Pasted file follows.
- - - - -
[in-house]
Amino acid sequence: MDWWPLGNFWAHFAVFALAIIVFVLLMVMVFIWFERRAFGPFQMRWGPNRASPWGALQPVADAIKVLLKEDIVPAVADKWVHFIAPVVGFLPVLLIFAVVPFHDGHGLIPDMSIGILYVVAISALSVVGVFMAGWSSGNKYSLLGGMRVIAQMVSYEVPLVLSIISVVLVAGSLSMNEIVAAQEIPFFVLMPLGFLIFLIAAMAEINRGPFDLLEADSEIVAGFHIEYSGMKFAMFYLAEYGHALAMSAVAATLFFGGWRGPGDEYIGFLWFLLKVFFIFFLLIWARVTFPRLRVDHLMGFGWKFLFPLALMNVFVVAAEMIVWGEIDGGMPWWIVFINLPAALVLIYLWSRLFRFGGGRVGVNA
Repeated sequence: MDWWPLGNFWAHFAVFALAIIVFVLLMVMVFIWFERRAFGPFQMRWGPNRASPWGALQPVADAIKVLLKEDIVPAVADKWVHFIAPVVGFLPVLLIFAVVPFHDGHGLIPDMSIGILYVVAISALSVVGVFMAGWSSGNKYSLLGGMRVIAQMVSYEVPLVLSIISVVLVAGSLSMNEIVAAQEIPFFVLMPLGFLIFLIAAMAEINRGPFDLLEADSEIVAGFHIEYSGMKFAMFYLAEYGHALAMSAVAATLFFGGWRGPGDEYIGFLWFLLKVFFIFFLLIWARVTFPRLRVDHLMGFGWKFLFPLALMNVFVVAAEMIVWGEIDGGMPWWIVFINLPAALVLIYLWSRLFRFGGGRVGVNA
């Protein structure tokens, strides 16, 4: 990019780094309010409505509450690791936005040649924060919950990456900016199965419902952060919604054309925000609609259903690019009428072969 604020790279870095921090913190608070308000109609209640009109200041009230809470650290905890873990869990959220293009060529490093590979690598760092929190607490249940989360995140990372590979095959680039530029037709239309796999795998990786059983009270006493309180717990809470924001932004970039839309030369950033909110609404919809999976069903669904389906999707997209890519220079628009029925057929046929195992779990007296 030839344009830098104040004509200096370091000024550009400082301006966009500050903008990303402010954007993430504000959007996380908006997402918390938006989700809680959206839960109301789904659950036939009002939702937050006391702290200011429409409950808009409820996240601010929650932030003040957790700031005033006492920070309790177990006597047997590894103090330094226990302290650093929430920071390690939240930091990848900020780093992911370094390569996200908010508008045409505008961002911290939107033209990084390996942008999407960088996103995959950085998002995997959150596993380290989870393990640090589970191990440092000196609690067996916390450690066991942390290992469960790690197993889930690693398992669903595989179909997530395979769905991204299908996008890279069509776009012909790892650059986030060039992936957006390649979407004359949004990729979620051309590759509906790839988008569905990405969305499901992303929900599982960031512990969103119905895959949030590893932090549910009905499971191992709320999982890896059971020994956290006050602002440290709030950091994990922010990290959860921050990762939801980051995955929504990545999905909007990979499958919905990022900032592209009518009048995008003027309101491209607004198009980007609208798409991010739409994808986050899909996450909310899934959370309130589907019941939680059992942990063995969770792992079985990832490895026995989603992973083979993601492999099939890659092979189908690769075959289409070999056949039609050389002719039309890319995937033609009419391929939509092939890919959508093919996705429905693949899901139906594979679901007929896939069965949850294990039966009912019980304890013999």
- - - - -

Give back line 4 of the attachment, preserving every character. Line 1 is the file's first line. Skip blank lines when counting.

């Protein structure tokens, strides 16, 4: 990019780094309010409505509450690791936005040649924060919950990456900016199965419902952060919604054309925000609609259903690019009428072969 604020790279870095921090913190608070308000109609209640009109200041009230809470650290905890873990869990959220293009060529490093590979690598760092929190607490249940989360995140990372590979095959680039530029037709239309796999795998990786059983009270006493309180717990809470924001932004970039839309030369950033909110609404919809999976069903669904389906999707997209890519220079628009029925057929046929195992779990007296 030839344009830098104040004509200096370091000024550009400082301006966009500050903008990303402010954007993430504000959007996380908006997402918390938006989700809680959206839960109301789904659950036939009002939702937050006391702290200011429409409950808009409820996240601010929650932030003040957790700031005033006492920070309790177990006597047997590894103090330094226990302290650093929430920071390690939240930091990848900020780093992911370094390569996200908010508008045409505008961002911290939107033209990084390996942008999407960088996103995959950085998002995997959150596993380290989870393990640090589970191990440092000196609690067996916390450690066991942390290992469960790690197993889930690693398992669903595989179909997530395979769905991204299908996008890279069509776009012909790892650059986030060039992936957006390649979407004359949004990729979620051309590759509906790839988008569905990405969305499901992303929900599982960031512990969103119905895959949030590893932090549910009905499971191992709320999982890896059971020994956290006050602002440290709030950091994990922010990290959860921050990762939801980051995955929504990545999905909007990979499958919905990022900032592209009518009048995008003027309101491209607004198009980007609208798409991010739409994808986050899909996450909310899934959370309130589907019941939680059992942990063995969770792992079985990832490895026995989603992973083979993601492999099939890659092979189908690769075959289409070999056949039609050389002719039309890319995937033609009419391929939509092939890919959508093919996705429905693949899901139906594979679901007929896939069965949850294990039966009912019980304890013999």